At present the group's revenue split is roughly 6% to 8% from asset management, 46% from corporate and investment banking, 46% from consumer finance, and the rest from venture capital. Seventy per cent of revenue comes from the US. The foreign share is predicted to increase, but the US market will prove the real testing ground for the merger in the next three years.

Any buyers at the one-stop shop?

It's 8pm on a midweek evening, and he's sitting in class, something this man in his mid-50s thought was behind him. He's not studying computer science so that he can keep up with what his kids are doing. He's a branch manager for Citibank, and has been sent back to school to learn how to be a manager of the future. This means having to pass tests about advising on the array of products that Travelers' Group brought to the merger. He and his colleagues are studying for the Series 7 general securities representative licence (without which you can't sell stocks and bonds), Series 63 (to be able to sell to clients in other states), and other qualifications.

Citibank has spent 1999 retraining its branch employees as foot soldiers in Weill's grand cross-selling scheme. Travelers concentrated on domestic financial products from insurance to retail brokerage until it bought Salomon Brothers in 1997. "Weill loves the consumer side of financial services," says Kraushaar at Merrill Lynch. "And that's the side he wants to drive revenues."

History is not on the side of cross-selling. The US has hardly been its best testing ground, being a heavily regulated and segregated market. But there have been previous attempts. "I was at Norwest in the mid-1980s when we launched a huge cross-selling effort," says one banker who now works for the M&A group at one of the top investment banks. "I'm sure they'll admit that it has been a very tough experience for them."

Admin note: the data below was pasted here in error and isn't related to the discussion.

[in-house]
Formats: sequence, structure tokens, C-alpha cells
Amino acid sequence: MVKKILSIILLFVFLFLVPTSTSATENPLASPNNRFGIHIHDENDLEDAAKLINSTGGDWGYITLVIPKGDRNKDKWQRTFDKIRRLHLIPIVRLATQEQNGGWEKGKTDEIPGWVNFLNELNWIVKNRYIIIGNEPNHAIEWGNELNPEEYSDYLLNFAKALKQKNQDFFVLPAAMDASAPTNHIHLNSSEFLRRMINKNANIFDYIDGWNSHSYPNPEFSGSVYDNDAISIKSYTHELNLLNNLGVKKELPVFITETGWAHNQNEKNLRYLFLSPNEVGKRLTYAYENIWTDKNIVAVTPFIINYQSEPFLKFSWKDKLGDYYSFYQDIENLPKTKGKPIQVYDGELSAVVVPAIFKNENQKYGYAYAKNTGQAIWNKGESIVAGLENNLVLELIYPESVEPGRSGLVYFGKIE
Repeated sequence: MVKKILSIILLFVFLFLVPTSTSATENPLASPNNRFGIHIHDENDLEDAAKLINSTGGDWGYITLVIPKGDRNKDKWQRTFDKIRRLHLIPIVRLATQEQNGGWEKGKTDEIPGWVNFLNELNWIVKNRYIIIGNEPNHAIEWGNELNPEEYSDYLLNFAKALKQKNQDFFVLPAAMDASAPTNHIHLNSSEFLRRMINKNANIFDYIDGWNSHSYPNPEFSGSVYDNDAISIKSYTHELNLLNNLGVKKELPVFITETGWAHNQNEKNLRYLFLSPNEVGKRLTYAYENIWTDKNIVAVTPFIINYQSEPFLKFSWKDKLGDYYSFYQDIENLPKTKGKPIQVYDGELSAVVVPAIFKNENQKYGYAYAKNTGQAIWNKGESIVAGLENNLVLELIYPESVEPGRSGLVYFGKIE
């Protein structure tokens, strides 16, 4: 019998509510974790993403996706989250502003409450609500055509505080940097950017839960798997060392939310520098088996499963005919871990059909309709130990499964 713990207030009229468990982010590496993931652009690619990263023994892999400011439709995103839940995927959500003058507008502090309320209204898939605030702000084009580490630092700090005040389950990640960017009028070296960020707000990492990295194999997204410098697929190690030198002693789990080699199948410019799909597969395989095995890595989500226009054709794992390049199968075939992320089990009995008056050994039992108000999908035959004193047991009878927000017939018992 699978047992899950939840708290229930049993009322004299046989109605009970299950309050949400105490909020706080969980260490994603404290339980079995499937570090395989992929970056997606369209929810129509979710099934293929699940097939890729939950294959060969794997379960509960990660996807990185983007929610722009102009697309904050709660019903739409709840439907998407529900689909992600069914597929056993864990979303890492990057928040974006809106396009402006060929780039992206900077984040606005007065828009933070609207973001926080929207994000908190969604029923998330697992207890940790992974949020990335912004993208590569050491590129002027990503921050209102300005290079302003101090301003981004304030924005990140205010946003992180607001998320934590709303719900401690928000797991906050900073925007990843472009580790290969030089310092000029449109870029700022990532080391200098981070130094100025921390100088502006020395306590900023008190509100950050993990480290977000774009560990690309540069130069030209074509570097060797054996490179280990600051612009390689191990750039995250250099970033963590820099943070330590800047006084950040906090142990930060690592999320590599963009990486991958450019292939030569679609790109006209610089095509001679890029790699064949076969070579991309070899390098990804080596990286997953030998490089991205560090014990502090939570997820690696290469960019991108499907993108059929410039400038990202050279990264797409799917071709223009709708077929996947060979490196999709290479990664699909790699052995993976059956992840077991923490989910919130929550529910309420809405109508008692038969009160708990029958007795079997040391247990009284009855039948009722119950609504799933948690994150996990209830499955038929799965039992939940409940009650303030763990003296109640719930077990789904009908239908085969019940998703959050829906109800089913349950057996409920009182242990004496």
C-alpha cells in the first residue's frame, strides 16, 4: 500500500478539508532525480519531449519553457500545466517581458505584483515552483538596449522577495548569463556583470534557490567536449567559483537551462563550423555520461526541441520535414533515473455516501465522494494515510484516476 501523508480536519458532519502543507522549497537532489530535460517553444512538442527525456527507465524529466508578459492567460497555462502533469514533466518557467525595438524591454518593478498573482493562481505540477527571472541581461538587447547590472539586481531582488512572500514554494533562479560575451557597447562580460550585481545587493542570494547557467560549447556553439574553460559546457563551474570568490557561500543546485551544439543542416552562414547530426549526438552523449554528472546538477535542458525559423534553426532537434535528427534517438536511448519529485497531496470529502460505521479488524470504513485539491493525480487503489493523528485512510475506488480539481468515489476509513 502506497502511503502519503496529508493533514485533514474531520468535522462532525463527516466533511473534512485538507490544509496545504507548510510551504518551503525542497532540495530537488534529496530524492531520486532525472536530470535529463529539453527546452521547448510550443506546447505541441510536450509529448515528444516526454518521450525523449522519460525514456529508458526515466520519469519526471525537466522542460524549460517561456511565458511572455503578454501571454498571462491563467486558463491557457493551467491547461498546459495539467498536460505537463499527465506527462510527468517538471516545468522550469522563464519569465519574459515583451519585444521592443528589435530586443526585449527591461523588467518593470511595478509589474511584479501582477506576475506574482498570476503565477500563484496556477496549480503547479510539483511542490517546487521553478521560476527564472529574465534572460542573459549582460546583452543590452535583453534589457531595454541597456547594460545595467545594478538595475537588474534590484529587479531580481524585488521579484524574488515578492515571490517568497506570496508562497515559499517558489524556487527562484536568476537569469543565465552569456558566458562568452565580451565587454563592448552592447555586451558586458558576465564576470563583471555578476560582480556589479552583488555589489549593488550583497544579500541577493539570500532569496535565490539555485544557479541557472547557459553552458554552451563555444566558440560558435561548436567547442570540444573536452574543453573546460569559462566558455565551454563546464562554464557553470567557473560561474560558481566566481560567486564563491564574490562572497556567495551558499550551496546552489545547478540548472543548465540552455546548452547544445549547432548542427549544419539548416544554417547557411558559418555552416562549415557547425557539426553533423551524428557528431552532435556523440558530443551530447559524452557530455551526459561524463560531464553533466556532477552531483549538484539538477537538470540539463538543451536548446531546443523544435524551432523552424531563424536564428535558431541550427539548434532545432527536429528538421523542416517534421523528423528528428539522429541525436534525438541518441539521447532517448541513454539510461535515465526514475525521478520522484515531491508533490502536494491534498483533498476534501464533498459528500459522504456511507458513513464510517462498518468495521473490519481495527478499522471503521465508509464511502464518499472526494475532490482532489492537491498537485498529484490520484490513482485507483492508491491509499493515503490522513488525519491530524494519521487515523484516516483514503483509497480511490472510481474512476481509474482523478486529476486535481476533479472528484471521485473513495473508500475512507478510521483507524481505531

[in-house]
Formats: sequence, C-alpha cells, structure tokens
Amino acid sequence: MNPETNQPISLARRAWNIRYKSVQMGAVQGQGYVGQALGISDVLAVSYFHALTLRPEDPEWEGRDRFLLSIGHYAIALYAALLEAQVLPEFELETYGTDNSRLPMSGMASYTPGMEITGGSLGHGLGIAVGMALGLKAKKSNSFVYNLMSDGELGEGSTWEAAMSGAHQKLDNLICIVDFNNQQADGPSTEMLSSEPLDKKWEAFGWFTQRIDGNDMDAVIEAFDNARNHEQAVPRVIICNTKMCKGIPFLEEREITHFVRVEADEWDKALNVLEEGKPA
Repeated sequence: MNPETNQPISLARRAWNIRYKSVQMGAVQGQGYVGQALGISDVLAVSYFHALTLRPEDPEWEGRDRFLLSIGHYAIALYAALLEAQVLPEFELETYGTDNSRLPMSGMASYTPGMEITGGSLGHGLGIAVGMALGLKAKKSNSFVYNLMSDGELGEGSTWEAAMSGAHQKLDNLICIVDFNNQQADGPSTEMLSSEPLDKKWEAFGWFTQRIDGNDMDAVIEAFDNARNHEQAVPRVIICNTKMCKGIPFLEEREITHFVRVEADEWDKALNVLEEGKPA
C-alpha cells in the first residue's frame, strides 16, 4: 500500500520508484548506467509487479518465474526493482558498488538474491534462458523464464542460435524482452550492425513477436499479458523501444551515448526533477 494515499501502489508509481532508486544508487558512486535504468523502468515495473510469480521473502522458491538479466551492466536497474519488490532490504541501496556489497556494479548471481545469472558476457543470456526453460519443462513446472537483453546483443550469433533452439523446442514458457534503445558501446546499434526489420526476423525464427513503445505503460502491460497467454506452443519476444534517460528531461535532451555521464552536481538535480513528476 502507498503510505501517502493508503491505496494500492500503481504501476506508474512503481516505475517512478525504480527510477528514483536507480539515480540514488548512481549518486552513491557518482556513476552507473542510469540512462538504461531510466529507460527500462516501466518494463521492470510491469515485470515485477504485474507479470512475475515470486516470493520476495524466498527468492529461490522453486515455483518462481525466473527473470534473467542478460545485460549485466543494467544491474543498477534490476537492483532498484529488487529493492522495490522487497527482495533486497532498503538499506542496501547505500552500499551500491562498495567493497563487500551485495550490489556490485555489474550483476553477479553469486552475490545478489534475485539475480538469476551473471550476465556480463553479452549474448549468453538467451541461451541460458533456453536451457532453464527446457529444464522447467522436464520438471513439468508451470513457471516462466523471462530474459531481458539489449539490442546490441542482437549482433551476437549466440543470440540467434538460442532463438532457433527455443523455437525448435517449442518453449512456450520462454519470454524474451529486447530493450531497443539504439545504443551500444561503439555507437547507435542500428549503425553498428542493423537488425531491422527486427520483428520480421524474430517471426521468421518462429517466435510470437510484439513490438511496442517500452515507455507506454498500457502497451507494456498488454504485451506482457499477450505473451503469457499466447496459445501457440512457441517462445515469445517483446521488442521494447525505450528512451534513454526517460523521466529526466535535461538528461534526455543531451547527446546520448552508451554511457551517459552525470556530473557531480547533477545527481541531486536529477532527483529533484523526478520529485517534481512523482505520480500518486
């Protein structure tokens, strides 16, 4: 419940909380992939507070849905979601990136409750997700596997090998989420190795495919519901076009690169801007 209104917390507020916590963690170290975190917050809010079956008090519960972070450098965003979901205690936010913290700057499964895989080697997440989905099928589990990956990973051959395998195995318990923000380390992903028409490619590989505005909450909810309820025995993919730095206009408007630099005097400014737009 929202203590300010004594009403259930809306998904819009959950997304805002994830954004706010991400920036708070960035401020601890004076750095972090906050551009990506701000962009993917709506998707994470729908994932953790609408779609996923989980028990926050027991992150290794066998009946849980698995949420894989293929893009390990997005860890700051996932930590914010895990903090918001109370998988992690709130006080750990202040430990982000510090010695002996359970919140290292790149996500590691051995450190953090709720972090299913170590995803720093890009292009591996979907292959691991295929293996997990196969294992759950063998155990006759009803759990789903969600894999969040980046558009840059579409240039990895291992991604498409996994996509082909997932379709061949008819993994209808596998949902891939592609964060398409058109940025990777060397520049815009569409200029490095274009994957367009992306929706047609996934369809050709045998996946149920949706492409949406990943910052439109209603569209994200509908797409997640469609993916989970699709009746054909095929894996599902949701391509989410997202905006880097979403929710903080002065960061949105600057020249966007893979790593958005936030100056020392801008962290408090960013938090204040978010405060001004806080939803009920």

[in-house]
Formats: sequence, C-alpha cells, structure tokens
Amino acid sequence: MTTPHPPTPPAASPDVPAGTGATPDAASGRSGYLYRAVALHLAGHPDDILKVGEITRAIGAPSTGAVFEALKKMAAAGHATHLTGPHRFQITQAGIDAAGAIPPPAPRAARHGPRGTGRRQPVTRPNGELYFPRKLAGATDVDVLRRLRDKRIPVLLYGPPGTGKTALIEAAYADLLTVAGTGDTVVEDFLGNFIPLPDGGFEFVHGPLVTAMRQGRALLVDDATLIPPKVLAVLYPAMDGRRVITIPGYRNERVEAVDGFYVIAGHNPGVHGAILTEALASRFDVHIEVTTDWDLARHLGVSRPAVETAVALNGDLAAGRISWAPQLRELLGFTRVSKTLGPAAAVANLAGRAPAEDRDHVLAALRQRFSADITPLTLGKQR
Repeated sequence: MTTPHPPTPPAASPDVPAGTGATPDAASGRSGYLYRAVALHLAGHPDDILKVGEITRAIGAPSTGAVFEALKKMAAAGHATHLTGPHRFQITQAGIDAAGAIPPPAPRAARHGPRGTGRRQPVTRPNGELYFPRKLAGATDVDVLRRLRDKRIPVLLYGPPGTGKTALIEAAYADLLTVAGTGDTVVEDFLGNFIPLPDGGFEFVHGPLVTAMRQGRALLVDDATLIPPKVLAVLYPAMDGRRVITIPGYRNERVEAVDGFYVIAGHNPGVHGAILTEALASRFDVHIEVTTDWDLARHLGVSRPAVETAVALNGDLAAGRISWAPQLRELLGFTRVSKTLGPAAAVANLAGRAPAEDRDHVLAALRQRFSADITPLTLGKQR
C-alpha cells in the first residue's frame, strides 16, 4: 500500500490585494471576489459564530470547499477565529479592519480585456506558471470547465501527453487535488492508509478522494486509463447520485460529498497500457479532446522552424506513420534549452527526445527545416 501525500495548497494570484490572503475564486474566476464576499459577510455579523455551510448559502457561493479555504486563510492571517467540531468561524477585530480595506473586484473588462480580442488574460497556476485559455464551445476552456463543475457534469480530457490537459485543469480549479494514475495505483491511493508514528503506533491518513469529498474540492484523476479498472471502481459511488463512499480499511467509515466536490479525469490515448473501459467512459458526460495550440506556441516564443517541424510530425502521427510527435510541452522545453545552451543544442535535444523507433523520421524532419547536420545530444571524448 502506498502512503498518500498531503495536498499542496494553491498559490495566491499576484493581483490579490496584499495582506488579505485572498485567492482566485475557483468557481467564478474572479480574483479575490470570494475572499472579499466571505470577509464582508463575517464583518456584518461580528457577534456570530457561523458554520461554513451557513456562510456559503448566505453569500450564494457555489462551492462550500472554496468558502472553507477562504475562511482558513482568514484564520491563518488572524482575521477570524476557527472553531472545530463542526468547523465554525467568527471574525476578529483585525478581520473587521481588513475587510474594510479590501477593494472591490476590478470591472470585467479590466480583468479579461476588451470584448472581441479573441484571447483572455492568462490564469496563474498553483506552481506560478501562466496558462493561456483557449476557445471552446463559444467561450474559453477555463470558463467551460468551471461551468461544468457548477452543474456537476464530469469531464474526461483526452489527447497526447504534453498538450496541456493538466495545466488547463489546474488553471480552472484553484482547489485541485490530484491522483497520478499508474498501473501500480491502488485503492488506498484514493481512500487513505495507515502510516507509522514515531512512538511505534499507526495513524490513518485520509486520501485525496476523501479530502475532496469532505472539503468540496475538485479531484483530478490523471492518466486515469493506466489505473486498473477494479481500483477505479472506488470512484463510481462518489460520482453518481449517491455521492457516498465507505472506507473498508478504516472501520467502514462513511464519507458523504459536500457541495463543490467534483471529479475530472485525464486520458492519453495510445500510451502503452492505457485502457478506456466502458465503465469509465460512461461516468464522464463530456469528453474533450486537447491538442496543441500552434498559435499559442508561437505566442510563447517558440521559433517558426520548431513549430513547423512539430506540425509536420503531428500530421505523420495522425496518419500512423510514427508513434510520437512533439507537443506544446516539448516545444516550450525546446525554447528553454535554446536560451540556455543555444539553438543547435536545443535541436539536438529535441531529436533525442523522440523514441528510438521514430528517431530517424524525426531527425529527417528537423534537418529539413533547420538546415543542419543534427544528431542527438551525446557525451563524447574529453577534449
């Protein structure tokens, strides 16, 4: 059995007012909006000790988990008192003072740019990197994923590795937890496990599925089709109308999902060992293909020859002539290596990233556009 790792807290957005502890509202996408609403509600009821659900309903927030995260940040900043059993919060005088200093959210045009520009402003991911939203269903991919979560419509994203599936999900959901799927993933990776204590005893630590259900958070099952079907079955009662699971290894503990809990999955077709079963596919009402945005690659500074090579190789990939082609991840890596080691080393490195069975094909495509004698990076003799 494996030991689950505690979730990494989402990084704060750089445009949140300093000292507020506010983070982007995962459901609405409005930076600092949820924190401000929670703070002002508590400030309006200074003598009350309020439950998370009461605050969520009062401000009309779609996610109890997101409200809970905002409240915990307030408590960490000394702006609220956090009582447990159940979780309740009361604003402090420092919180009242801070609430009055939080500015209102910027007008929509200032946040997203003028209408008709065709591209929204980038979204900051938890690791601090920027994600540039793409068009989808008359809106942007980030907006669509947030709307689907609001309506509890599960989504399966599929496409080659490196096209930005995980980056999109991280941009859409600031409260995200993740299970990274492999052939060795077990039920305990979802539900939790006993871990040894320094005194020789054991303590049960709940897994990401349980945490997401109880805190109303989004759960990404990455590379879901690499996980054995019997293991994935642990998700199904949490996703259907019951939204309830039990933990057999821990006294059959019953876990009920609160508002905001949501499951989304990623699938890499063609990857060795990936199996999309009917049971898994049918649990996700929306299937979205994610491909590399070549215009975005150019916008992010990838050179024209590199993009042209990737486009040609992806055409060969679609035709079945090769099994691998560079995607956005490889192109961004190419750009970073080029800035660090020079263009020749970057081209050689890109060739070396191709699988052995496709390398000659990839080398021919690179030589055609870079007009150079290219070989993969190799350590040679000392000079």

Another discouraging precedent is First Union, which has bought over 80 franchises of differing business lines in the last 12 years and tried to market a variety of services to its customers. In 1997 it discovered that 43% of its customers used only one product. A study by consultants Booz-Allen & Hamilton has found that the average customer uses 2.3 bank products: the main ones are the ubiquitous cheque and savings accounts and a credit card. And a survey of 125 global institutions by Ernst and Young discovered that 67% of them had no idea whether they were cross-selling more or fewer products than 10 years ago.

Cross-selling requires mining information about customers, their spending habits and financial needs. That's difficult in a resolutely cheque-based society like the US. Deciphering habits from written cheques is time-consuming and relatively fruitless: it tells you nothing about what customers have bought and why, just that a certain person or business has received money. Information from credit and debit cards offers offers only slightly more insight, as much of it is retrieved and kept by data-processing companies rather than the banks.

Compare that to the data-gathering opportunities at on-line consumer sites. " is the ultimate cross-seller," says one analyst. "It knows its market, and can make great use of the data it gathers. If it starts selling mutual funds the banks and brokers ought to be worried."

Add on the insurance business and it's even more complex. Already, some analysts are concerned. Says Brown Brothers Harriman banks analyst Ray Soifer: "No-one at Citigroup has ever been able to prove to me how these synergies [between banking and insurance] will positively affect return on equity. And I've been pressing them on it since the merger was announced."

Miller is quick to set out the Citigroup take on cross-selling: "What we can offer is the ability to bundle products for companies and consumers, but that does not mean we're trying to be some kind of financial supermarket."